Effects of branch dimensions of fodder trees on their utilization by ruminants

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Autores

Ángel Arturo Santana-Pérez, Ph. D. https://orcid.org/0000-0002-3503-9162
Luis Miguel Borrás-Sandoval, Ph. D. https://orcid.org/0000-0002-3284-027X
Long Cheng, Ph. D.
Danis Manuel Verdecia-Acosta, Ph. D. https://orcid.org/0000-0002-4505-4438
Jesús Manuel Iglesias-Gómez, Ph. D. https://orcid.org/0000-0002-9501-1938
Ana Mercedes Vega-Albi, Ph. D.
Jorge Luis Ramírez-de-la-Ribera, Ph. D.

Abstract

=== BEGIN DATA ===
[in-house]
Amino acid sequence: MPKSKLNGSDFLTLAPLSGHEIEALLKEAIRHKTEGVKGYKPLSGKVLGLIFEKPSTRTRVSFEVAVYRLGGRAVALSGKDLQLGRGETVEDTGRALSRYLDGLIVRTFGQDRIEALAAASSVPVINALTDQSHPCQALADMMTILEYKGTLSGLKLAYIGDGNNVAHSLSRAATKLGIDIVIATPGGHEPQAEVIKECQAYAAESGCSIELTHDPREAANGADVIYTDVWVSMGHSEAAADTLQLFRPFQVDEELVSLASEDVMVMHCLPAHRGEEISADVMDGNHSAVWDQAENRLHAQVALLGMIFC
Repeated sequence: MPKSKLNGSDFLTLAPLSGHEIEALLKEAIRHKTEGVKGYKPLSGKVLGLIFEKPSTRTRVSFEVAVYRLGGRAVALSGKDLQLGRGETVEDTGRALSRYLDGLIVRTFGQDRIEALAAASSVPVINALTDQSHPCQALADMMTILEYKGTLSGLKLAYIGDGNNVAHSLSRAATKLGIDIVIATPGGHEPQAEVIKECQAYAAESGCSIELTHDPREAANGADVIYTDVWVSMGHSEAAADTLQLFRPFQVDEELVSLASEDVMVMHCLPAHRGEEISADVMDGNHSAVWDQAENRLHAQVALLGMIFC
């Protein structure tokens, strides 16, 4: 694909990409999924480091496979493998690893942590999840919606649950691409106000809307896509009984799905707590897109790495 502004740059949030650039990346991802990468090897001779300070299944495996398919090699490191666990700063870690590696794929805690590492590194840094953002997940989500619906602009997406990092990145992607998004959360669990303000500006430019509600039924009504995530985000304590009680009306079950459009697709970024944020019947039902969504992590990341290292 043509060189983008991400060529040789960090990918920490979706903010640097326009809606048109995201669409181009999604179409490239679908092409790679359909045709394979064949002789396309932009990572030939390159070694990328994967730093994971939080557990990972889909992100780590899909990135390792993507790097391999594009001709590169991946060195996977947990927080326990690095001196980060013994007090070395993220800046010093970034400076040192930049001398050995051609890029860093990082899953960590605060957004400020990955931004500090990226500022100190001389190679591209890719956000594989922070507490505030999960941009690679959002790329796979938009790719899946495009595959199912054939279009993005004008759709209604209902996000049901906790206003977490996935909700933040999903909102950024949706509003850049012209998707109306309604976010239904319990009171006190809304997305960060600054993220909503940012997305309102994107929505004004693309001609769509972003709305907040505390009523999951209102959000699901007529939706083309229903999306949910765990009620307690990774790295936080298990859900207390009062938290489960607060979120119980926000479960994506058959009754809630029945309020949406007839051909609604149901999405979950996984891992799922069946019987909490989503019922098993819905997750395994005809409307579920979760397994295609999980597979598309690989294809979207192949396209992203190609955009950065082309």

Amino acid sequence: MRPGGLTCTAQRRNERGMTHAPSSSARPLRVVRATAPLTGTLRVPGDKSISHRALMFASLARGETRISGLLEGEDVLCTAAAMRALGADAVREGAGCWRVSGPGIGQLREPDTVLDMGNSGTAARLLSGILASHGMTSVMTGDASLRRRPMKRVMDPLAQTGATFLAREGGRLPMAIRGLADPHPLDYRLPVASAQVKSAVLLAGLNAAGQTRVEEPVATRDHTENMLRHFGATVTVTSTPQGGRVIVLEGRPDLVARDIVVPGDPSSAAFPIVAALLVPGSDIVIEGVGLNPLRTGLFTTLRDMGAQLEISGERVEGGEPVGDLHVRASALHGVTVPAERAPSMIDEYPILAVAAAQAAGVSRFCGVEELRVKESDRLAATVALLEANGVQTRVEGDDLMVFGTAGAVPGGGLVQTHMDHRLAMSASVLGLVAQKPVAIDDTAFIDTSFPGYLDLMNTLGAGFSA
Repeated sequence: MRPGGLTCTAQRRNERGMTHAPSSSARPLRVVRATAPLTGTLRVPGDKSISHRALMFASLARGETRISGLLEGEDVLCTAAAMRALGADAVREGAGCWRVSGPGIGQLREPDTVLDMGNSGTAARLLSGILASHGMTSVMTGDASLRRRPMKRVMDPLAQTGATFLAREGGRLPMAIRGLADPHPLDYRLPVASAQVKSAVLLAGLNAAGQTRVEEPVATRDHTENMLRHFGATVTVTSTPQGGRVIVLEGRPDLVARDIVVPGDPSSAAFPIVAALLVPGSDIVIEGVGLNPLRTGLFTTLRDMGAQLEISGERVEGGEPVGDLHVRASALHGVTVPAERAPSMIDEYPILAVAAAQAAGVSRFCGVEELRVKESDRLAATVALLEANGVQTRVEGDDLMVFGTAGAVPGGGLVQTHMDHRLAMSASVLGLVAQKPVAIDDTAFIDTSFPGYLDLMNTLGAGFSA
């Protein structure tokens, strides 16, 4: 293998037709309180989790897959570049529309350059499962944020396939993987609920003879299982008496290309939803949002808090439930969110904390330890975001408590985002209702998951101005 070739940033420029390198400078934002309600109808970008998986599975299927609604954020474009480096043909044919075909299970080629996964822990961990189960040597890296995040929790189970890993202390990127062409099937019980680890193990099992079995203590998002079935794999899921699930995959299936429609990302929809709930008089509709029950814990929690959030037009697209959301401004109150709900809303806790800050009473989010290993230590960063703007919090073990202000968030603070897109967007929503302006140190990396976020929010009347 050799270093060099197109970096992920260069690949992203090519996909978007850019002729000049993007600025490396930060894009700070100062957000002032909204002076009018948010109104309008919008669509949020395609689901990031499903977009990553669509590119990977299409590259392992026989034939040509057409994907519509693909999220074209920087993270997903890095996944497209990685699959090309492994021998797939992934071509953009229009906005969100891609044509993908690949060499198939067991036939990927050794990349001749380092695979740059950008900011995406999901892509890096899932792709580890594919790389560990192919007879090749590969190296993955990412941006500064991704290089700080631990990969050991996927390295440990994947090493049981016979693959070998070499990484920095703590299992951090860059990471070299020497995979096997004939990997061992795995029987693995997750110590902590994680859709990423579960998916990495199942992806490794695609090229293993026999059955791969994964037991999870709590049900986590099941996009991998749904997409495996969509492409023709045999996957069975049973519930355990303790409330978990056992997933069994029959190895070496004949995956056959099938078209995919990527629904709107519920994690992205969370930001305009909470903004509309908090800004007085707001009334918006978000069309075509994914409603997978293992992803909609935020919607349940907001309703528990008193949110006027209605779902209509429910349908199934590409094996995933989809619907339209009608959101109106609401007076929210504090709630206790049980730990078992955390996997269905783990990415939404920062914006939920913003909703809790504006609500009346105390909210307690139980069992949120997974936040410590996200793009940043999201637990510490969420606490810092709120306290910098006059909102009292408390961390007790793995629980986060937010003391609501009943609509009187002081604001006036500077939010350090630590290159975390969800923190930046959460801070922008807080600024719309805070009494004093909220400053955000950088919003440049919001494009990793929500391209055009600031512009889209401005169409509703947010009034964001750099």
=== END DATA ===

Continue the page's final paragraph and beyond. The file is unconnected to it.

To determine the stem measurements (length and diameter) up to which forage trees (Leucaena leucocephala, LL; Albizia lebbeck, AL; Gliricidia sepium, GS; Moringa oleifera, MO; Samanea saman, SS) are consumed by cattle and sheep (young or adult), these foliages were daily offered to the animals and the minimal diameters of the refused branches were measured (maximal diameter of the eaten fragment). More than 300 dimensions of stem length vs. its corresponding diameter were paired. It was done a triple analysis of variance (5x2x2) being the factors: forage species, animal species and animal age. A simple regression analysis was done between length and diameter of the stalks, as well as a probability test of Z to consider 5% refuse of the foliage by the animals. The results showed that the diameters of the eaten stems are different for each foliage species, being GS>LL>MO>SS>AL, this means that each one has to be cut at a different dimension, this cut must be different for cattle and sheep, but not between ages of them and that sheep do not consume any stem of SS and GS. Finally, it is recommended the exact dimensions of the stems (diameter and length) to cut each species and the evaluation methodology to be used for other fodder evaluations.

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